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A reasonable conversation we're not going to have

what_should_we_do_with_the_bush_tax_cuts_.png

Here's what I think is going to happen with the Bush tax cuts. The cuts for the rich are likely to be extended for at least two years. The cuts for the middle class are sure to be extended for even longer than that. Total cost to the deficit over the next 10 years? More than $3 trillion, and maybe more than $4 trillion.

But according to a Pew poll, the American public isn't as sure about this as the politicians are. A slight plurality -- 31 percent -- want all the tax cuts repealed. Thirty percent want the cuts for the rich extended. In other words, opinion is divided. Andrew Therriault comments:

This is pretty amazing. We could argue to no end about the reasonableness of (effectively) raising taxes during a recession, but that’s not the point. Nor are the exact numbers themselves gospel – I imagine more than a few respondents are reacting to the “Bush” part of “Bush tax cuts”, and the option of sticking it to the unspecified “wealthy” does summon the populist rage in a bipartisan fashion. What’s really important here is that, while Democratic lawmakers are clamoring to get on the tax cut bandwagon (or off of the tax increase bandwagon, if you’re thinking about attack ads), Americans appear willing to have a reasonable conversation about taxes -- that is, one in which raising taxes is at least on the table.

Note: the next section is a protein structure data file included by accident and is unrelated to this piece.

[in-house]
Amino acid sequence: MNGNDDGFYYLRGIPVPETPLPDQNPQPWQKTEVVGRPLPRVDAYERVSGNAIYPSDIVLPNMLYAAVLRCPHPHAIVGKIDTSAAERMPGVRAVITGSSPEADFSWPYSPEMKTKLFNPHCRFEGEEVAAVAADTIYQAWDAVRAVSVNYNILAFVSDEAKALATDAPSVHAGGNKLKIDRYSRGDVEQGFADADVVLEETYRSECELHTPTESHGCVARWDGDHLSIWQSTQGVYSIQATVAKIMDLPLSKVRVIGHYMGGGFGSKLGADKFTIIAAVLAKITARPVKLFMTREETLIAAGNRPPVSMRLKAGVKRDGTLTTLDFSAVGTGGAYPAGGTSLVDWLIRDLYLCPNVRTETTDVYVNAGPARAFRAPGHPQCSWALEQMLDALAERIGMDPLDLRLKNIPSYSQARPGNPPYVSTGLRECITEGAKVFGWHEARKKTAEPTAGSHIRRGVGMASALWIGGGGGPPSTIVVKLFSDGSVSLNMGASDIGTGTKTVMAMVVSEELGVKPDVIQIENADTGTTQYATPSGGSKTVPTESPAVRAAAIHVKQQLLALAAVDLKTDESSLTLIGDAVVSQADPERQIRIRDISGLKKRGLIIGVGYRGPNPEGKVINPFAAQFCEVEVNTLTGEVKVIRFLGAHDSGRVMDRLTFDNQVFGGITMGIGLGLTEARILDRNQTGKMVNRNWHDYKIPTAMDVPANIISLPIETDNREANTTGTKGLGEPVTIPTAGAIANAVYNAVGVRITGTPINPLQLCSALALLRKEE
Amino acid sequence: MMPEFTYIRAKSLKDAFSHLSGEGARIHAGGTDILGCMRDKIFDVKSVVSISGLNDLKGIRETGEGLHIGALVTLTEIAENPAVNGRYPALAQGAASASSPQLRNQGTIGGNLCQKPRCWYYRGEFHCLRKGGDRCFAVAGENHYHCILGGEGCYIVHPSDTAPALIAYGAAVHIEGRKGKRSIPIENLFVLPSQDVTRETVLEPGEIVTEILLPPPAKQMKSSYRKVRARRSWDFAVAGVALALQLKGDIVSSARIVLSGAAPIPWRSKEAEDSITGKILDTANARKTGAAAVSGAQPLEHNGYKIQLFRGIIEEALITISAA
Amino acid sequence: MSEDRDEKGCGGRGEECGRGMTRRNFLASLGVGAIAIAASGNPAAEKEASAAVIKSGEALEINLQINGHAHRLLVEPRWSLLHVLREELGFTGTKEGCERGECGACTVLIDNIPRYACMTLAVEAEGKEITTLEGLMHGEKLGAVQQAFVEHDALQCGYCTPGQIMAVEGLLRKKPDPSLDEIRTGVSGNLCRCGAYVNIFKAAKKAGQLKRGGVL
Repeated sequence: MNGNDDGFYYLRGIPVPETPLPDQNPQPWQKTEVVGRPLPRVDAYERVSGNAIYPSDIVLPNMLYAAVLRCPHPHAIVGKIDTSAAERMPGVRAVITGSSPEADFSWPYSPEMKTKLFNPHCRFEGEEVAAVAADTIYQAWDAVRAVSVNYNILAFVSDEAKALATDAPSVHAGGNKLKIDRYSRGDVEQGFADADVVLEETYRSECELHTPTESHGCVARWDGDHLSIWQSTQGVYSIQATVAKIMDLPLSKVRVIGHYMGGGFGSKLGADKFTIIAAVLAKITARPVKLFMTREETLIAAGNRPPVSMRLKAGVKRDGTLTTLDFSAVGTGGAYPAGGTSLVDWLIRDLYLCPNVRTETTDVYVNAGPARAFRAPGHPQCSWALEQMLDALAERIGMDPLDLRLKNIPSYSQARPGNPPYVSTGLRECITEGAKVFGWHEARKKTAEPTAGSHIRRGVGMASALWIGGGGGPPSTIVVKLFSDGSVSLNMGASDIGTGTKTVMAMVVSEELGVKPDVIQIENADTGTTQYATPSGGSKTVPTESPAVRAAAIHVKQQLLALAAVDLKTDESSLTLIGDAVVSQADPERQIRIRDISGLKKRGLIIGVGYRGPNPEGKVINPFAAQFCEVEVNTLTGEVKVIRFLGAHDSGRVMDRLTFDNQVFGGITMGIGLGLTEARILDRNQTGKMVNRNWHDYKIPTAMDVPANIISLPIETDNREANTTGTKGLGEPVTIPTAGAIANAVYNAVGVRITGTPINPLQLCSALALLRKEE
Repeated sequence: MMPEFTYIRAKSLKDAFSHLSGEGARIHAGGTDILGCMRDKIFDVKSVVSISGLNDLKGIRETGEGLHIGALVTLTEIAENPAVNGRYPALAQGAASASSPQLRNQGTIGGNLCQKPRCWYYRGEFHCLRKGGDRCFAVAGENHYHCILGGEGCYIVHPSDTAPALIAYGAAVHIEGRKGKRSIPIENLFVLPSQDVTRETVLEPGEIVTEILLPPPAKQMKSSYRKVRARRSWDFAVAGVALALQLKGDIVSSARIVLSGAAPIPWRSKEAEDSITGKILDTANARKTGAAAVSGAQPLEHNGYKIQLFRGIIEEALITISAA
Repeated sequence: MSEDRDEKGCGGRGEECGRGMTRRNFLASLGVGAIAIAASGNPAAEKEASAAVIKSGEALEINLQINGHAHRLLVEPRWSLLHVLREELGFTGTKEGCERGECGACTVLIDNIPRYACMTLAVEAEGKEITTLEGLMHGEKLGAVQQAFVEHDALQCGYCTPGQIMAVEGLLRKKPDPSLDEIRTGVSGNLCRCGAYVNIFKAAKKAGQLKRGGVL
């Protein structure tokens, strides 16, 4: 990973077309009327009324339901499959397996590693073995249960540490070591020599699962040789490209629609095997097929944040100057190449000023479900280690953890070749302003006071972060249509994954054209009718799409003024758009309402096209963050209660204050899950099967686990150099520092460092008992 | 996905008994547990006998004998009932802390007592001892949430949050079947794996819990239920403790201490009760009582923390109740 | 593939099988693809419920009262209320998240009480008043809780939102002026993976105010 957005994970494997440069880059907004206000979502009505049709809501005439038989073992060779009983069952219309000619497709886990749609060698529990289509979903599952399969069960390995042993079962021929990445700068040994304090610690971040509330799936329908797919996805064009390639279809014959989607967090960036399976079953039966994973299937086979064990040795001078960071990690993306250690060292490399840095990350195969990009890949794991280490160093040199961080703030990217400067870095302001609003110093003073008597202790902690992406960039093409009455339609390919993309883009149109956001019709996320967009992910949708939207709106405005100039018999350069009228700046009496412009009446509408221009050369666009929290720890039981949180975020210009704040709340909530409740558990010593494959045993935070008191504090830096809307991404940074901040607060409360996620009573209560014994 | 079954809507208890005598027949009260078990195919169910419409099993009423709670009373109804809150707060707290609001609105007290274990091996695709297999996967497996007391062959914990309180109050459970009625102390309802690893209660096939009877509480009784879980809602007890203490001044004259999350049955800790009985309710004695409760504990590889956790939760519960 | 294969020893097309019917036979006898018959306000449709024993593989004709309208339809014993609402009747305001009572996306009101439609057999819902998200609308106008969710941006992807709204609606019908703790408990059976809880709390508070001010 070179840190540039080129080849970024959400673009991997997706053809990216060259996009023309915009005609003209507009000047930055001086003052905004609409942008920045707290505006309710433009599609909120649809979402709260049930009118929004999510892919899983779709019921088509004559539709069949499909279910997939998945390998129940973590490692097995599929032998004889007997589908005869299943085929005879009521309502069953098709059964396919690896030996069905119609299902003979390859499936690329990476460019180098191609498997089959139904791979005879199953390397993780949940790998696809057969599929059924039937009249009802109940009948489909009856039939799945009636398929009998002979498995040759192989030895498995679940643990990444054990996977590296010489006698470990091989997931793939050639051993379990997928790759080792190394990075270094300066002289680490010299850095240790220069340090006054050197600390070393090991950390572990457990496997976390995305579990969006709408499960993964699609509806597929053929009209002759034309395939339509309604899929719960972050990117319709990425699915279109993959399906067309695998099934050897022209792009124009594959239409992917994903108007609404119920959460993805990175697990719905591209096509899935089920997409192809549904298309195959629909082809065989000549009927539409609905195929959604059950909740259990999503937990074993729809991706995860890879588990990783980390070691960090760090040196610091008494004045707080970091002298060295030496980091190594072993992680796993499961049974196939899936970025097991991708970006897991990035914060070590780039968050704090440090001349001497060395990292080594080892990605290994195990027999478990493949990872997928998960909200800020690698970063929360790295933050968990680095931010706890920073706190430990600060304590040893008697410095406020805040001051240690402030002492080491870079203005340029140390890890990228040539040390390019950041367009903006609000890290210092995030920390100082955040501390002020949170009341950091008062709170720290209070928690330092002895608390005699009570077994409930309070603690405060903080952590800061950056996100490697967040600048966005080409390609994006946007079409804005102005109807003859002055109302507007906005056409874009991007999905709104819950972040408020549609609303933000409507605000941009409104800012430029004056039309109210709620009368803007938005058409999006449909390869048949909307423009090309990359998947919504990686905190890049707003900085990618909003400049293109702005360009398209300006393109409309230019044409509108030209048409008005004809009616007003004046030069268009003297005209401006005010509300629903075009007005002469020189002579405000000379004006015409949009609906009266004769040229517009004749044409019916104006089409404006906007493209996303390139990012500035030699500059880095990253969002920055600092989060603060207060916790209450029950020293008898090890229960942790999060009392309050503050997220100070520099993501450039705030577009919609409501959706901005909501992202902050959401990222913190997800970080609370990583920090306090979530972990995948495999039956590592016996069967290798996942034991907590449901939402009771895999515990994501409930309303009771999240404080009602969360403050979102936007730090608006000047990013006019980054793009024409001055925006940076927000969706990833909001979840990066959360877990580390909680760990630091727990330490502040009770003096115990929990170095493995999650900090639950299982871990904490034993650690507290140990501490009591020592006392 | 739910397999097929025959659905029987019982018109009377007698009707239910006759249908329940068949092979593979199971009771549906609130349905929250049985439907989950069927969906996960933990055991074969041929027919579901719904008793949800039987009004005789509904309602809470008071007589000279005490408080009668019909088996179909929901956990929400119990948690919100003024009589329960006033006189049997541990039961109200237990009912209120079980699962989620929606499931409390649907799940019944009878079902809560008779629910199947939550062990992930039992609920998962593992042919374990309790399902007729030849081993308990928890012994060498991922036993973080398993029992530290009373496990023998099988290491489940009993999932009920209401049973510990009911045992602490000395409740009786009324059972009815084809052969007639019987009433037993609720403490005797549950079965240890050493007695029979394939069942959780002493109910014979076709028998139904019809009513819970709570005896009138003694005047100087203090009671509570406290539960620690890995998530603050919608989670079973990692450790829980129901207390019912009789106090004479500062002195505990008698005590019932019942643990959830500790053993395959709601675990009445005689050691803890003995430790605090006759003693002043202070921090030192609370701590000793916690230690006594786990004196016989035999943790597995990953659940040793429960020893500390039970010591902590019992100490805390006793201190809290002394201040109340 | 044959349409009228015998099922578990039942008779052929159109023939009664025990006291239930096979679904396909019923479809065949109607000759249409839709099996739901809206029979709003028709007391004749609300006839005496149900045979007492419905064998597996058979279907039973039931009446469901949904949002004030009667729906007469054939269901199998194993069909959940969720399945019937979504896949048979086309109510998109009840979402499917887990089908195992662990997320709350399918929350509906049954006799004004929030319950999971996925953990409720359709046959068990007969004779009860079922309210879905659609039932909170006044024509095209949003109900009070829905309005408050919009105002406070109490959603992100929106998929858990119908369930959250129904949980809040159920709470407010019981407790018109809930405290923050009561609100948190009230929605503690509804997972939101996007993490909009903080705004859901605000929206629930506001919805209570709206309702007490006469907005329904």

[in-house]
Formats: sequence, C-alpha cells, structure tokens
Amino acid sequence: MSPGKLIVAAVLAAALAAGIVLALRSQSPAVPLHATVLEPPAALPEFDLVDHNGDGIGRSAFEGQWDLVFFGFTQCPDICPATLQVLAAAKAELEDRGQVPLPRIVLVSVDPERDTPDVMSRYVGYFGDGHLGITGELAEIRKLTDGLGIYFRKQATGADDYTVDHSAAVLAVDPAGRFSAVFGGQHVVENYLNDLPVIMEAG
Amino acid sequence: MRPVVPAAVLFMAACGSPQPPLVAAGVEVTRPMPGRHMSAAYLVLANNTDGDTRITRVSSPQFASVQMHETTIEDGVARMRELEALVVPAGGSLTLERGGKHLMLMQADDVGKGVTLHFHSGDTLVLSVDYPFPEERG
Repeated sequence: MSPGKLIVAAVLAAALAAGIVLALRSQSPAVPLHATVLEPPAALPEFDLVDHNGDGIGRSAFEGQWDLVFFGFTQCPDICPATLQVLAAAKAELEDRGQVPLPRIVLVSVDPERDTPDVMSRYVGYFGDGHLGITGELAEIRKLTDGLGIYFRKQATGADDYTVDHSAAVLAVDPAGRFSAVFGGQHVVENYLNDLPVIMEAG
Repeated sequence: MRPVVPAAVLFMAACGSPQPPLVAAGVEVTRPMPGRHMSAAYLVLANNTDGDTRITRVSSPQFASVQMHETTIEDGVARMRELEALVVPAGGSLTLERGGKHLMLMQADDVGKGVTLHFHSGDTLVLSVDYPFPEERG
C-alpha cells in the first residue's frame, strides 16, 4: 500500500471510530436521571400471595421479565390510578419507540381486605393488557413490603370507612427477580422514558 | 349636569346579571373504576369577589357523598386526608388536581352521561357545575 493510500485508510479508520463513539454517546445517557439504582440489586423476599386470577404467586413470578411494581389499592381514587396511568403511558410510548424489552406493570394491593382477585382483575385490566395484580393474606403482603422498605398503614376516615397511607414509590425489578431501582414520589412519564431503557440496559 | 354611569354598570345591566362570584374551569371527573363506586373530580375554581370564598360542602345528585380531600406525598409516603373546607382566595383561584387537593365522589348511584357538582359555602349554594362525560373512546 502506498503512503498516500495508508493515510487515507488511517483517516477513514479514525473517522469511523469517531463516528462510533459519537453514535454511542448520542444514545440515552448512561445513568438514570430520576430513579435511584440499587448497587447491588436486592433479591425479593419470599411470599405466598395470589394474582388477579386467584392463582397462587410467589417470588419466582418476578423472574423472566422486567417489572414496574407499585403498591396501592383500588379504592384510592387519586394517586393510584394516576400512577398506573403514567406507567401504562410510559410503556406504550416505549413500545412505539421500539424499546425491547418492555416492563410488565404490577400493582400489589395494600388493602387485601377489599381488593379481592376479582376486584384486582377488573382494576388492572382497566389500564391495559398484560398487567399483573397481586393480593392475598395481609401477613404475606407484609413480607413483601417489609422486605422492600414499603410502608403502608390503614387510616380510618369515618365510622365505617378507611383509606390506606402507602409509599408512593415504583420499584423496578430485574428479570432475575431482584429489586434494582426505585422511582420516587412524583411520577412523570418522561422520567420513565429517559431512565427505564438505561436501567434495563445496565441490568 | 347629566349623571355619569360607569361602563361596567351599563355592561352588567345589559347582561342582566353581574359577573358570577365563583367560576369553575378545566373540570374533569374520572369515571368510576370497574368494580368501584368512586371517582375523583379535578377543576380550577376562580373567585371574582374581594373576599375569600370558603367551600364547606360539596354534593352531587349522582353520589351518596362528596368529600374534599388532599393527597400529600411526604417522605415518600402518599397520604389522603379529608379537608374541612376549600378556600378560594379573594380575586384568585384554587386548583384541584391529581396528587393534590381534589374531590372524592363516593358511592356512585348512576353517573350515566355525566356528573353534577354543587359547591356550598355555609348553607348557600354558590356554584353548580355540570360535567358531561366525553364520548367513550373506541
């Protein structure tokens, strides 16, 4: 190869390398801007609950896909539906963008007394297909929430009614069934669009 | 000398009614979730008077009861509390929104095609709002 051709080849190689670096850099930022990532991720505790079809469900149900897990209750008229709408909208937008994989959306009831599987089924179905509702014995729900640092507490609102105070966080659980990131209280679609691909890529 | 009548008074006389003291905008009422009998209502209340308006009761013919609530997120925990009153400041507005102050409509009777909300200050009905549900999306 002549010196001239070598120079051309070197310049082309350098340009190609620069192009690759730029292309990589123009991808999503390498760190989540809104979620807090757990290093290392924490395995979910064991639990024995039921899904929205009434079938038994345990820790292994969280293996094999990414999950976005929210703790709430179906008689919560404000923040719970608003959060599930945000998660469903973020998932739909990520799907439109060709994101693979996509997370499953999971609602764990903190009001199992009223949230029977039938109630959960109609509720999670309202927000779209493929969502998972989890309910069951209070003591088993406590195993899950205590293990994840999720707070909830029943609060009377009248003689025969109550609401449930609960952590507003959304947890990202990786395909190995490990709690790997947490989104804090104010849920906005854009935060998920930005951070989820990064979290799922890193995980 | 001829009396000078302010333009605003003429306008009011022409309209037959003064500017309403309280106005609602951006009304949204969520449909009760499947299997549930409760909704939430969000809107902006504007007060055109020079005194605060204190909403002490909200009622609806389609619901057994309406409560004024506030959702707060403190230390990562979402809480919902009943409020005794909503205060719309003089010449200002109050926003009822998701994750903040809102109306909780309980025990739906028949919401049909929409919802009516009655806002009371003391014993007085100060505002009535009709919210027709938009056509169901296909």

Anyone want to place a bet on whether they'll actually get that conversation?

By Ezra Klein  |  August 2, 2010; 10:54 AM ET
Categories:  Taxes  
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Comments

so once January comes will we be calling them the "Obama tax cuts"??

Or if some get their way and there is a two year reprieve will we end up with a similar situation as the SGR with medicare payments to doctors are?

Let them go. If they were as bad as liberals made them out to be when they were enacted then let them go.

Posted by: visionbrkr | August 2, 2010 11:27 AM | Report abuse

How much money would repealing the other unfunded Bush program, Medicare Part D (prescription drug benefit)save over the same time period?

Posted by: jnc4p | August 2, 2010 11:28 AM | Report abuse

jnc4p:

Much of Obamacare's costs are offset by fixing some of the costly aspects of Bush's part D scam.

Posted by: lol-lol | August 2, 2010 11:43 AM | Report abuse

He had me until:
"one in which raising taxes is at least on the table"

This is 'raising taxes' in the same way that a product coming off of sale pricing is a 'price increase'.

Until pundits start calling this what it is, how can the American public possibly have a reasonable conversation about it?

Perhaps the original 'tax cuts' should have been called a 'Temporary tax reduction'. Or like in VA with the car tax where it still technically in full effect but the gov't rebates 70% of it.